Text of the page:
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NIH Funds Regional Center for Biodefense and Emerging Infectious Diseases Research

Tri-state Consortium, including Einstein, receives $46 million grant.

June 8, 2009 — (BRONX, NY) — A consortium of research centers in the Tri-state Region, including Albert Einstein College of Medicine of Yeshiva University, has received a $46 million grant to conduct research on emerging infectious diseases. 

Dr. Arturo Casadevall
Dr. Arturo Casadevall
The grant, from the National Institute of Allergy and Infectious Diseases (NIAID), a division of the National Institutes of Health, will allow the continuation of activities of the Northeast Biodefense Center (NBC). 

Established in 2002, NBC is the largest Regional Center of Excellence for Biodefense and Emerging Infectious Diseases research in the U.S. NBC investigators conduct interdisciplinary research on diagnostics, therapeutics, and vaccines to address the challenges of emerging infectious diseases and antibiotic resistance. Highlights of NBC's work over the past few years include the creation of diagnostics used to guide containment of the SARS outbreak in Beijing in 2003, insights into pandemic influenza enabled by resurrection of the 1918 influenza virus, and new vaccines and drugs for emerging infectious diseases.

"The magic of the NBC is that it has brought together for the first time, many regional institutions that had no history of collaboration into a joint effort to protect our society from a wide range of emerging infectious diseases, " says NBC's deputy director Arturo Casadevall, M.D., Ph.D., the Leo and Julia Forchheimer Professor and chair of microbiology & immunology at Einstein. "Groups that previously had never interacted are now working together to develop diagnostics, vaccines, and drugs against many types of infectious diseases. The net result has been greater progress, communication, coordination, and preparedness to meet existing and future biological threats to our health and well-being."

"The NBC was established by the local scientific community in response to the vulnerability we recognized acutely in the aftermath of 9/11 and the anthrax attacks that followed," adds the center's director, W. Ian Lipkin, M.D., the John Snow Professor of Epidemiology and director of the Center for Infection and Immunity at the Mailman School of Public Health and professor of neurology and pathology at Columbia University Medical Center. "We have worked together across disciplines and institutions to develop diagnostics, therapeutics, and vaccines to address the challenges of emerging infectious diseases and antibiotic resistance. These collaborations have enabled insights into lethal organisms as well as tools to detect, prevent, and treat infectious diseases. With globalization, the need for this type of research has never been greater."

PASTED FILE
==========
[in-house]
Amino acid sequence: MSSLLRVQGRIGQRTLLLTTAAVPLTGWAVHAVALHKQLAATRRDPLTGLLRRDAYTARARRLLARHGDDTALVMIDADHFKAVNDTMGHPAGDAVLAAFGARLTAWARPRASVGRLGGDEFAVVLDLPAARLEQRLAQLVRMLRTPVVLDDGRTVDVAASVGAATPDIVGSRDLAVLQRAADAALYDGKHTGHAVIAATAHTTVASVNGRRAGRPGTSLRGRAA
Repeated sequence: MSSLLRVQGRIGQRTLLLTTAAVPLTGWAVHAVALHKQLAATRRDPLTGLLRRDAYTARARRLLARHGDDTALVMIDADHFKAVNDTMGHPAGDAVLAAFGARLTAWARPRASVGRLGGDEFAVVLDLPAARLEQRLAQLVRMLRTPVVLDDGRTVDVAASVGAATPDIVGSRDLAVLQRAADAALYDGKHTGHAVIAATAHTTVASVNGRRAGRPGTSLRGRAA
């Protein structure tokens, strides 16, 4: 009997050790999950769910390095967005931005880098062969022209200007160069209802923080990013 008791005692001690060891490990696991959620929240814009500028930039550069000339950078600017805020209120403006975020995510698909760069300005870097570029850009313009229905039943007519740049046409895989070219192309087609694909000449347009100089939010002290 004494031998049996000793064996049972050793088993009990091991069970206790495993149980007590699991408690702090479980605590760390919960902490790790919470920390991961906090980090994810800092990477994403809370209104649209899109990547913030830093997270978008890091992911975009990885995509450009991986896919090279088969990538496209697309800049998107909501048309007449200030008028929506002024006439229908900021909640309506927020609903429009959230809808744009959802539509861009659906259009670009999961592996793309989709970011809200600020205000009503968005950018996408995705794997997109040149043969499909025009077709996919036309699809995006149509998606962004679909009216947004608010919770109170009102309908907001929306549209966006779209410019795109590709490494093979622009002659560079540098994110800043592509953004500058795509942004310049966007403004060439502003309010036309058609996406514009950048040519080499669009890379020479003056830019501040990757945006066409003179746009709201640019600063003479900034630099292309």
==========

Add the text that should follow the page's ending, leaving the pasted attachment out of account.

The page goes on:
Five Einstein researchers are involved in NBC, including Dr. Casadevall, who is developing passive immunization strategies for anthrax. 

Bettina C. Fries, M.D., associate professor of medicine and of microbiology & immunology, is developing monoclonal antibody-based therapies against Staphylococcus enterotoxin B (SEB), a toxin released by Staphylococcal bacteria, the cause of staph infection.  "In humans, SEB toxin can cause lethal shock at low doses," says Dr. Fries. "It is commercially available and classified as a category B biological warfare agent, the lower of two levels of biological agents. Toxin-mediated diseases are inherently difficult to treat. At this point, developing neutralizing antibodies remains the best option." 

Matthew D. Scharff, M.D., distinguished professor of cell biology and of medicine and the Harry Eagle Professor of Cancer Research/National Women's Division, is conducting studies to improve the efficacy of monoclonal antibody therapies for preventing or treating various infectious diseases.

Margaret Kielian, Ph.D., professor of cell biology, is studying the mechanisms that dengue and chikungunya viruses use to enter cells. These viruses infect tens of million of people worldwide, causing serious, debilitating illness, characterized by fever and joint pain. 

Steve Almo, Ph.D., professor of biochemistry and of physiology & biophysics, is producing new protein reagents that will be used in animal models to stimulate the production of unique antibodies for novel diagnostics and therapeutics.

NBC comprises more than 350 scientists and 28 institutions in New York, New Jersey and Connecticut. Other lead institutions include Cornell University, Mt. Sinai School of Medicine, Public Health Research Institute, Rockefeller University, Stony Brook University, University of Medicine and Dentistry of New Jersey, Wadsworth Center-  New York State Department of Health, and Yale University. 

More information on the Northeast Biodefense Center

NIAID Release